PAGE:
comma with apposition [meaning?; name]: His brother, John, is coming

navi

Banned
armenian
1-His brother, John, is coming over for a visit.
2-His brother John is coming over for a visit.

Does 1 necessarily imply that he has only one brother?
Does 2 necesssarilly imply that he has more than one brother?
 
  • panjandrum

    Lapsed Moderator
    English-Ireland (top end)
    We've done this topic before, not long ago, but I can't find the thread.

    I don't feel that either sentence necessarily has the implications navi listed, but they are strong suggestions.

    Put it another way, if he had only one brother, I would write (1).
    If he had more than one brother I would write (2).
    But I don't think you can infer these from the way the sentences are written.
     

    George French

    Senior Member
    English - UK
    In my opinion, the only sentence that is punctuated correctly is #1, regardless of the number of brothers he does or doesn't have.

    Reganse, I was wondering whether I was still compus mentis after reading Panj's post. It is nice, for at least once in my life, to be completely in accord with a US-EN speaker. :D

    GF..
     
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    entangledbank

    Senior Member
    English - South-East England
    (2) has no implication at all about how many brothers he has. If he has a single brother and his name is John, that's his brother John; it's also his brother, John. In (1) there is a fairly clear implication that he has only the one brother, and it's naming him as John, but even this is not definite. If he has two brothers John and George, I can certainly say that his brother is coming over for a visit. Of course, if you know he has two brothers, I might need to explain which is visiting: so his brother - John, I mean - is visiting. Thus his brother, John, is visiting. This is comparatively unlikely but still possible.
     

    panjandrum

    Lapsed Moderator
    English-Ireland (top end)
    The distinction I drew out in post #2 is explained in the US Government Printing Office Style Manual (2008) HERE
    8.41. To set off words or phrases in apposition or in contrast.
    ...
    Jean's sister, Joyce, was the eldest. (Jean had one sister.)
    but Jonathan's brother Moses Taylor was appointed. (Jonathan had more than one brother.)​
    EDIT: The link above no longer works. Search for comma from the home page: http://www.gpoaccess.gov/stylemanual/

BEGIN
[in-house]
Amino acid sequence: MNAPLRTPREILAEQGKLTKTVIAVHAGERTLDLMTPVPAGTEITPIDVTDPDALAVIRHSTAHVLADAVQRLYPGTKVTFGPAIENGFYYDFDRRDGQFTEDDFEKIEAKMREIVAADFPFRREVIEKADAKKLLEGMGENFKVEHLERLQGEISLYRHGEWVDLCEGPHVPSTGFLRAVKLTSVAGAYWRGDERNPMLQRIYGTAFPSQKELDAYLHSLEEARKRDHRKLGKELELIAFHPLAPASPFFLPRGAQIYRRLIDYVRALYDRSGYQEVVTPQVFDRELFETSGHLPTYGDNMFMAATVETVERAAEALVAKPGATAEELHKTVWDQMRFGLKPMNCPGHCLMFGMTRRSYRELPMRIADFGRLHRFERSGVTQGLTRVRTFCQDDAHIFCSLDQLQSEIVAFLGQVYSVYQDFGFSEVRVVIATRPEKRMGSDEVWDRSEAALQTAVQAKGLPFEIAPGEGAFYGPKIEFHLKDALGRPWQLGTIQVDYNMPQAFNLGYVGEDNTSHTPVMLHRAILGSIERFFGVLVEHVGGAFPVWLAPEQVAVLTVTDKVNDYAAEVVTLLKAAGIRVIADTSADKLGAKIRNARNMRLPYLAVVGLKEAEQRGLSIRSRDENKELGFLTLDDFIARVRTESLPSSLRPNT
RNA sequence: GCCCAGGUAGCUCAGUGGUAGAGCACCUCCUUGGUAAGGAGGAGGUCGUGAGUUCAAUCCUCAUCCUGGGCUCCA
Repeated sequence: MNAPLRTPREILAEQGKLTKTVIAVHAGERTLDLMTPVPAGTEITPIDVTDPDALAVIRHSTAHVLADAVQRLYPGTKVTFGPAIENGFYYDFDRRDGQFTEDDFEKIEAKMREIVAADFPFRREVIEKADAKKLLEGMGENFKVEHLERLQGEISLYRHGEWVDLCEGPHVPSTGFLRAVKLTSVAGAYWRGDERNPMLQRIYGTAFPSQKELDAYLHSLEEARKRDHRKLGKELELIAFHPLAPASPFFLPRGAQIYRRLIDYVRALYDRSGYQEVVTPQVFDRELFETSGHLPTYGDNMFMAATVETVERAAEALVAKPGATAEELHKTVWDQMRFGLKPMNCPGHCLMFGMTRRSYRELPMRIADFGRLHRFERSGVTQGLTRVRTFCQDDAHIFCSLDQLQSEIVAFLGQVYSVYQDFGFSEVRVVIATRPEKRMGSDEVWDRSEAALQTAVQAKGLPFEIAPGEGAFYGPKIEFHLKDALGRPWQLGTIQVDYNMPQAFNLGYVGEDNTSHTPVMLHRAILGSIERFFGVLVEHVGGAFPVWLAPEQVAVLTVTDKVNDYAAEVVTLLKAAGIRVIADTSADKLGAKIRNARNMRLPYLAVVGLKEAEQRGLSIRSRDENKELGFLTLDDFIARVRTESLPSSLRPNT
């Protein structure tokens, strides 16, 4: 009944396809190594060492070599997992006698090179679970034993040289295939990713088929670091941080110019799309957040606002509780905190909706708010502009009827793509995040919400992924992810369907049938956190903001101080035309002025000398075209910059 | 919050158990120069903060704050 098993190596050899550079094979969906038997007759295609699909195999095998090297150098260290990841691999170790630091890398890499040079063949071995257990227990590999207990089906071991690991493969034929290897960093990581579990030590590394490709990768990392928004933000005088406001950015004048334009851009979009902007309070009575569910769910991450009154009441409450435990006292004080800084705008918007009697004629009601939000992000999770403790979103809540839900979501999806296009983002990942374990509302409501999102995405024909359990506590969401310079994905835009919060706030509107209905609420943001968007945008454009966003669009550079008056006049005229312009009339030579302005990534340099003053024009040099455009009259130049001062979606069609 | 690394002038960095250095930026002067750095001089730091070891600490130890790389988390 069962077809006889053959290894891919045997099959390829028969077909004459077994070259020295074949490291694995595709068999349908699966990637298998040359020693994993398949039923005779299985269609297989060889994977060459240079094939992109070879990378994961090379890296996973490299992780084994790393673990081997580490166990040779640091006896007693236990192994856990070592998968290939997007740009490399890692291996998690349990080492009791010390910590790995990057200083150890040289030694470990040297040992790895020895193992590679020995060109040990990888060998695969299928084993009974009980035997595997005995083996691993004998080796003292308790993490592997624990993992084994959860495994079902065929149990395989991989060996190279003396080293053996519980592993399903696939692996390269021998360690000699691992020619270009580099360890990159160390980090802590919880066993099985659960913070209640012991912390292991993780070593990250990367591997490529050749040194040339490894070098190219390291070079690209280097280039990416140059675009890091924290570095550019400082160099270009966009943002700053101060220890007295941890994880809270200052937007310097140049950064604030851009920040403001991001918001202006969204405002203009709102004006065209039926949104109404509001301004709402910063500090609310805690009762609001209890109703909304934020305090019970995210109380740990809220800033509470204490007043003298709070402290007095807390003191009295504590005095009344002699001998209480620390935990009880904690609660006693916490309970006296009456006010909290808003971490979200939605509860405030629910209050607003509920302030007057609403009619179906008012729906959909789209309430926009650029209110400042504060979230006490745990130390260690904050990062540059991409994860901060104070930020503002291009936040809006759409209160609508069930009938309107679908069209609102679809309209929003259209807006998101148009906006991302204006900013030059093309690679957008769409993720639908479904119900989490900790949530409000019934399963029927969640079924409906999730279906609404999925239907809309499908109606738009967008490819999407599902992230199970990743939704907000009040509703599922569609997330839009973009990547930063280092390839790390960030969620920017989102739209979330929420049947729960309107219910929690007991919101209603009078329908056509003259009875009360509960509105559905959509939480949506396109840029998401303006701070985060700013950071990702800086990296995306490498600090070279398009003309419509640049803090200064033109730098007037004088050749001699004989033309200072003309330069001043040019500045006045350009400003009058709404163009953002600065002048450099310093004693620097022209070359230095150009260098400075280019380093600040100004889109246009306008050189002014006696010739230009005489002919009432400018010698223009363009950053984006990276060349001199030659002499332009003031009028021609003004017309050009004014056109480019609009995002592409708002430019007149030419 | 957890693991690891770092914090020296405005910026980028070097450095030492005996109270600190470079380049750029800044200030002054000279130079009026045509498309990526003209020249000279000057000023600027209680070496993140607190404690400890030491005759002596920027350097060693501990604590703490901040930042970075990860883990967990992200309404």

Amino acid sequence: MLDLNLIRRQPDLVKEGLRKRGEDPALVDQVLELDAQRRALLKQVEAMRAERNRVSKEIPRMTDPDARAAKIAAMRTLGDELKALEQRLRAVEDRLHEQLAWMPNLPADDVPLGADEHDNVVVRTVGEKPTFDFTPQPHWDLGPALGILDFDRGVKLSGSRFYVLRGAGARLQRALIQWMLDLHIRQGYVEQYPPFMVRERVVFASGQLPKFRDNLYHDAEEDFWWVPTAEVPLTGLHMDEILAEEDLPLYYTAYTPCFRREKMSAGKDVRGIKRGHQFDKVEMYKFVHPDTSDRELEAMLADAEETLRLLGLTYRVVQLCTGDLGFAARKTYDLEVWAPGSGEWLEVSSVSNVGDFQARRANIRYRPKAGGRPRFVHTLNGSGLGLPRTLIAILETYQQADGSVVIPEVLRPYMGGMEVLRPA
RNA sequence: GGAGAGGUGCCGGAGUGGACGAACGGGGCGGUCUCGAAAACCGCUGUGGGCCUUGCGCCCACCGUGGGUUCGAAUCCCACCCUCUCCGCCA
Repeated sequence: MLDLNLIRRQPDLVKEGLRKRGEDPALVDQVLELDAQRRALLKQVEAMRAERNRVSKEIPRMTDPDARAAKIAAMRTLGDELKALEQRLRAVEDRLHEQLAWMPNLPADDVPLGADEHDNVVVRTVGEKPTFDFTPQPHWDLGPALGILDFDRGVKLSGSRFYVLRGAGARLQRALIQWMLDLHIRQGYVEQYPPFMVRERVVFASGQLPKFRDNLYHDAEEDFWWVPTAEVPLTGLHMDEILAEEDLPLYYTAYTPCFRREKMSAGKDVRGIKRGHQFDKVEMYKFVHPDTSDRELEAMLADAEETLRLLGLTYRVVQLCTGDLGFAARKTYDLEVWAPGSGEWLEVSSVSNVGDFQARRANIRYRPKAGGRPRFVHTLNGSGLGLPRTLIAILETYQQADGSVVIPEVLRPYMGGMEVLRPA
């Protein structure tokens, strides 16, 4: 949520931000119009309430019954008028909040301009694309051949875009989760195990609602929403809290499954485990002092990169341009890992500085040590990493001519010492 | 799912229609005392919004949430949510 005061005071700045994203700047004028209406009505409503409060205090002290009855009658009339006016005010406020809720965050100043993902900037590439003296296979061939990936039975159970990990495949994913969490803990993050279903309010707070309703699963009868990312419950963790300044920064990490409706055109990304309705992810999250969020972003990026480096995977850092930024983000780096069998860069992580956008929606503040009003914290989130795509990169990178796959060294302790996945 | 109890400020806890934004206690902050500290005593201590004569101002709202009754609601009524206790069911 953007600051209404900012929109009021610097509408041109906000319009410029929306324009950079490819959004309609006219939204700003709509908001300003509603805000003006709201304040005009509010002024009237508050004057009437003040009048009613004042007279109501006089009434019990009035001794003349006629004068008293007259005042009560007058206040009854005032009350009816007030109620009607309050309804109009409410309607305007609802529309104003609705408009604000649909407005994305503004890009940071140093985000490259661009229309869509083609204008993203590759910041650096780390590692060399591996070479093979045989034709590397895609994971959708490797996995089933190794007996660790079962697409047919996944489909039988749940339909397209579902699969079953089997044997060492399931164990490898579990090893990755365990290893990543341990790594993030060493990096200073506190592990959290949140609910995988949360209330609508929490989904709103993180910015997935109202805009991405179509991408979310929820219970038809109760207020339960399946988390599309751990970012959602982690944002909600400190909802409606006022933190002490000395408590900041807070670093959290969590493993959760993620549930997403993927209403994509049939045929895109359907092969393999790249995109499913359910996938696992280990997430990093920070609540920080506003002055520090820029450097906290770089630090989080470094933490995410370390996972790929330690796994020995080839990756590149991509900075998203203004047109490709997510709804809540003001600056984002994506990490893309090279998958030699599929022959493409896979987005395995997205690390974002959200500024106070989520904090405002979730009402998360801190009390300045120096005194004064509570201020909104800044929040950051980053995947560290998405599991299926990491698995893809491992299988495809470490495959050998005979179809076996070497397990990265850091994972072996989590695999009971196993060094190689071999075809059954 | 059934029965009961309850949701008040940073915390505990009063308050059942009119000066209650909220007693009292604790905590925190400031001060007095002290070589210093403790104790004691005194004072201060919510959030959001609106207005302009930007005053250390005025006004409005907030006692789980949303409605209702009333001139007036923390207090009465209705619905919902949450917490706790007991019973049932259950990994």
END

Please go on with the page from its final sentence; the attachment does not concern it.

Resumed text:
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    reganse

    Senior Member
    English – U.S.
    Incredible!! I've never heard of this. Very strange! It's nice to know, but I'll never use it. Thanks! I guess I'll never finish learning English, either.
     

    George French

    Senior Member
    English - UK
    The distinction I drew out in post #2 is explained in the US Government Printing Office Style Manual (2008) HERE
    8.41. To set off words or phrases in apposition or in contrast.
    ...
    Jean's sister, Joyce, was the eldest. (Jean had one sister.)
    but Jonathan's brother Moses Taylor was appointed. (Jonathan had more than one brother.)

    Panj?

    Jean's sister, Joyce, was the eldester. (Jean had one sister.)

    GF..

    PS. When I followed your link absolutuley nothing happened, uh?!
     

    panjandrum

    Lapsed Moderator
    English-Ireland (top end)
    Panj?

    Jean's sister, Joyce, was the eldester. (Jean had one sister.)
    The quoted text is correct as it is, unless you make the assumption that the writer is thinking only of Jean and Joyce.
    There is no reason to make that assumption. The writer may be placing Joyce as the eldest of a family of fourteen: ten boys and two girls.
    PS. When I followed your link absolutuley nothing happened, uh?!
    The link I included above has expired. It was the result of a search for comma from the home page: http://www.gpoaccess.gov/stylemanual/
     
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